Results: Across 7 final articles, we found that rather than racial discrimination stemming from the healthcare system and its providers, other major themes emerged that may account for disparities in the medical treatment of African American women. The first and most highly implicated in causing differences in medical treatment was access to healthcare. Four studies analyzing breast cancer from the perspectives of BRCA1 genetic testing, Gene expression profile (GEP) testing, hormone-receptor subtype, and receival of surgical treatment, all found that the lack of testing and delays in treatment were partly attributable to lack of adequate insurance that covered preventative care and testing. African American women had significantly increased delays in receiving genetic testing and treatment for breast cancer compared to White women and feasibility seemed to have the greatest impact. In an area-level HCA model, despite having a high density of physicians, patients were still less likely to receive surgical treatment for breast cancer due to unemployment, poverty level, structural and cultural reasons. Another consistent finding with this theme was access to rehabilitation facilities, physical therapy, and other post-operative treatment for a total knee arthroplasty. The disparity of treatment for Black women was not significantly more than White patients, however, Black women had longer hospital stays, more intensive physical therapy and were treated with total knee arthroplasty later than White women on average. Overall, underutilization, unaffordability and delays in treatment tie into a larger theme of Socioeconomic Status (SES) contributing to disparities in the medical treatment of African American women in the Unites States. SES seemed to have a sizable role in the disparities found when Black women were compared to White women for breast cancer and ovarian cancer treatment. In another study that quantitatively analyzed racial segregation and disparities in breast cancer treatment, there was evidence that morbidity and mortality was ultimately affected as a result of SES. Black women who presented at an advanced stage were less likely to receive appropriate surgical and adjuvant treatment and were found to have lower overall and stage specific survival relative to White individuals. The final theme that emerged from the data found across all the articles, was that there was an evident lack of follow up care and communication with physicians that was contributing to treatment outcomes. For instance, BRCA genetic testing on its own does not have much value if patients do not follow up with their physicians for more frequent screening. Black women had the lowest rates of conversations with their physicians about genetic testing compared to non- Hispanic White and English-speaking Hispanics. Further, African American women are more likely diagnosed with ER/PR (Estrogen Receptor/ Progesterone Receptor) negative breast cancer, have more pathologic genetic factors, and worse prognoses, yet those receiving options for mastectomy were more hesitant to follow up.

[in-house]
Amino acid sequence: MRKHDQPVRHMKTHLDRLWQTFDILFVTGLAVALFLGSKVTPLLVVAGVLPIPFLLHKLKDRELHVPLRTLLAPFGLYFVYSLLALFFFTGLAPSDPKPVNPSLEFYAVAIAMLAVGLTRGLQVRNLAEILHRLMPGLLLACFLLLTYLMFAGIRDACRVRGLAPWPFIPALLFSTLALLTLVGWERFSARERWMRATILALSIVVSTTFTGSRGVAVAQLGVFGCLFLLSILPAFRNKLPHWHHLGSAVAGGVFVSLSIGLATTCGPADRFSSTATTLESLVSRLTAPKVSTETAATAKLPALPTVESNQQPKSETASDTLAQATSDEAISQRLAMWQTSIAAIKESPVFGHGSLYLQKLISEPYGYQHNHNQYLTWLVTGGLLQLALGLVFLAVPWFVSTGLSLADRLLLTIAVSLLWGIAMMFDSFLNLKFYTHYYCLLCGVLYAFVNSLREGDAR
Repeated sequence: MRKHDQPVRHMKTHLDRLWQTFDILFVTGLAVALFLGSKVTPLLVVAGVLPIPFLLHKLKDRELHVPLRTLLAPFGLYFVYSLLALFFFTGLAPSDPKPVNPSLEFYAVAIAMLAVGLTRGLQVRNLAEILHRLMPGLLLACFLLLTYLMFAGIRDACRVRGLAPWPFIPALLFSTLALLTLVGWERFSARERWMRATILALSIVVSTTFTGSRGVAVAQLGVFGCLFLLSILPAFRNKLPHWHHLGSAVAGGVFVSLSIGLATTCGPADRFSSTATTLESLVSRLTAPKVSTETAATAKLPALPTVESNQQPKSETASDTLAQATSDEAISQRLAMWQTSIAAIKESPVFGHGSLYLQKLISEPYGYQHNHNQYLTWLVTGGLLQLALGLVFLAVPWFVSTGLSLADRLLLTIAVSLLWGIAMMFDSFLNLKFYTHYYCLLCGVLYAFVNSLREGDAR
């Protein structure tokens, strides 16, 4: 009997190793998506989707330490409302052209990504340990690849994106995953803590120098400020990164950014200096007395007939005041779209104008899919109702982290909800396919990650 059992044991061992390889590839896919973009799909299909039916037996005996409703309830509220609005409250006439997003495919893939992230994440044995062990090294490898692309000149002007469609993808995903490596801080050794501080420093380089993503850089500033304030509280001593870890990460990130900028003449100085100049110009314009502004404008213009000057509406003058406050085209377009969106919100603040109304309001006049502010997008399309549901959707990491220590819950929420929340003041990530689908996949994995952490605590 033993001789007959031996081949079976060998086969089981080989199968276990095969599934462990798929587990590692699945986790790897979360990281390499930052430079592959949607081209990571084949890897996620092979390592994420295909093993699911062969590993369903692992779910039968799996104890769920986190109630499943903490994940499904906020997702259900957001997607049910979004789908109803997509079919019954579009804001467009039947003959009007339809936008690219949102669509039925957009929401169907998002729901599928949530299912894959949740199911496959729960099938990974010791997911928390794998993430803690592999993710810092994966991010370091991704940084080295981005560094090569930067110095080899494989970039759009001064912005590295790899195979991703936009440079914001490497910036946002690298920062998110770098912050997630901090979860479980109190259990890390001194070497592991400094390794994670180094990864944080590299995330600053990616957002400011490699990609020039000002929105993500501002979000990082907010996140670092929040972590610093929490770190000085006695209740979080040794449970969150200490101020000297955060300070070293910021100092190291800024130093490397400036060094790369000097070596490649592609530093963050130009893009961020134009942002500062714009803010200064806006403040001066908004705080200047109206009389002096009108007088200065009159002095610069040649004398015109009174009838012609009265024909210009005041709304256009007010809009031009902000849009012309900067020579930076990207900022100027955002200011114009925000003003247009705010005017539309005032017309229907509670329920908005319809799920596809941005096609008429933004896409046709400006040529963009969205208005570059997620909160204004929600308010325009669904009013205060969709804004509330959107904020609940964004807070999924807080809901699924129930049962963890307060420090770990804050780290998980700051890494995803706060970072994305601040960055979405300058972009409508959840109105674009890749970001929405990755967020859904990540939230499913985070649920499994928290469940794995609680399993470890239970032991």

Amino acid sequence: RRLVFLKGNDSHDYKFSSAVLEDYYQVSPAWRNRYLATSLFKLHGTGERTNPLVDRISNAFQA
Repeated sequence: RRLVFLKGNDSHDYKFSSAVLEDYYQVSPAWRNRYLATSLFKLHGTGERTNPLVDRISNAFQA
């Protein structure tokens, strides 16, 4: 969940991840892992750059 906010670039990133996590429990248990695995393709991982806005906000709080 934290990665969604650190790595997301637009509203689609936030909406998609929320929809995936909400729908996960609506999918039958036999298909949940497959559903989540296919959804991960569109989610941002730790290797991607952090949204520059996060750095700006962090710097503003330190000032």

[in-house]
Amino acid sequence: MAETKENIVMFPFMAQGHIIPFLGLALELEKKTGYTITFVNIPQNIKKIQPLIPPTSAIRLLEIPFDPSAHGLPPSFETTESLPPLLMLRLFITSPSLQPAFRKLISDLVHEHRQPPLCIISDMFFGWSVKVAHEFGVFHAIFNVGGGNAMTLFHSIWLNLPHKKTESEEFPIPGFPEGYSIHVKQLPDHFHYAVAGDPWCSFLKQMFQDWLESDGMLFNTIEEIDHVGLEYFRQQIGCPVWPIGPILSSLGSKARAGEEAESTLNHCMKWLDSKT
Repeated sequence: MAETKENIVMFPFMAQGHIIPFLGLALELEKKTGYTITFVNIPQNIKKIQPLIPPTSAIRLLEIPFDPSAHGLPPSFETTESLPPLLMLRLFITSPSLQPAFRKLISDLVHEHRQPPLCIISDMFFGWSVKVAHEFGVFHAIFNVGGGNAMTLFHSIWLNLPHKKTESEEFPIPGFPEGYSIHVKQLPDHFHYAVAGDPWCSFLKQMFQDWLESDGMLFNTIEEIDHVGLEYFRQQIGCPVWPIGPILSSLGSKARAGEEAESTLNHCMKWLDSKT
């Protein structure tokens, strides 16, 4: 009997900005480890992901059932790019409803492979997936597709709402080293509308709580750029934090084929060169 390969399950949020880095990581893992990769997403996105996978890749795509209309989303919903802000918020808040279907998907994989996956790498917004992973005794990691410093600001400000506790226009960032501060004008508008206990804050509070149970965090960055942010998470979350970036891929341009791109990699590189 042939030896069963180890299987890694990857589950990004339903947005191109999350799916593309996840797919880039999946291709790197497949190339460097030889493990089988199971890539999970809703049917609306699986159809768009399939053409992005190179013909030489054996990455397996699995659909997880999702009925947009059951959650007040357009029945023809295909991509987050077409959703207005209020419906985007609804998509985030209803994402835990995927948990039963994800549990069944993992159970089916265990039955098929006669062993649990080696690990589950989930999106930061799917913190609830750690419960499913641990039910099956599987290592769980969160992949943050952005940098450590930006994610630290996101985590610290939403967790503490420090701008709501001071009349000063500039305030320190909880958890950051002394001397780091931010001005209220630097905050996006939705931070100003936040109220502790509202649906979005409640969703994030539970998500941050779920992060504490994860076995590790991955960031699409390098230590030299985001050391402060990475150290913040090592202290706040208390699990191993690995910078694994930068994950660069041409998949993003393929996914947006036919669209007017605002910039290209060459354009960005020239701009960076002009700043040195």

Conclusions & Implications: Access to medical care, socioeconomic status and lack of patient follow up had a significant impact on the disparities found in the medical treatment of African American women. Rather than racial discrimination from the perspective of physicians, these factors seemed to affect the statistics of the studies finding any disparity between African American and White women. With this scoping review being limited to 2 databases, a need for a larger scoping review over many databases may be warranted and reveal more findings on the role of discrimination in treatment. Lastly, more public health research is needed within various races and among genders to identify how we can create solutions to inequalities within healthcare.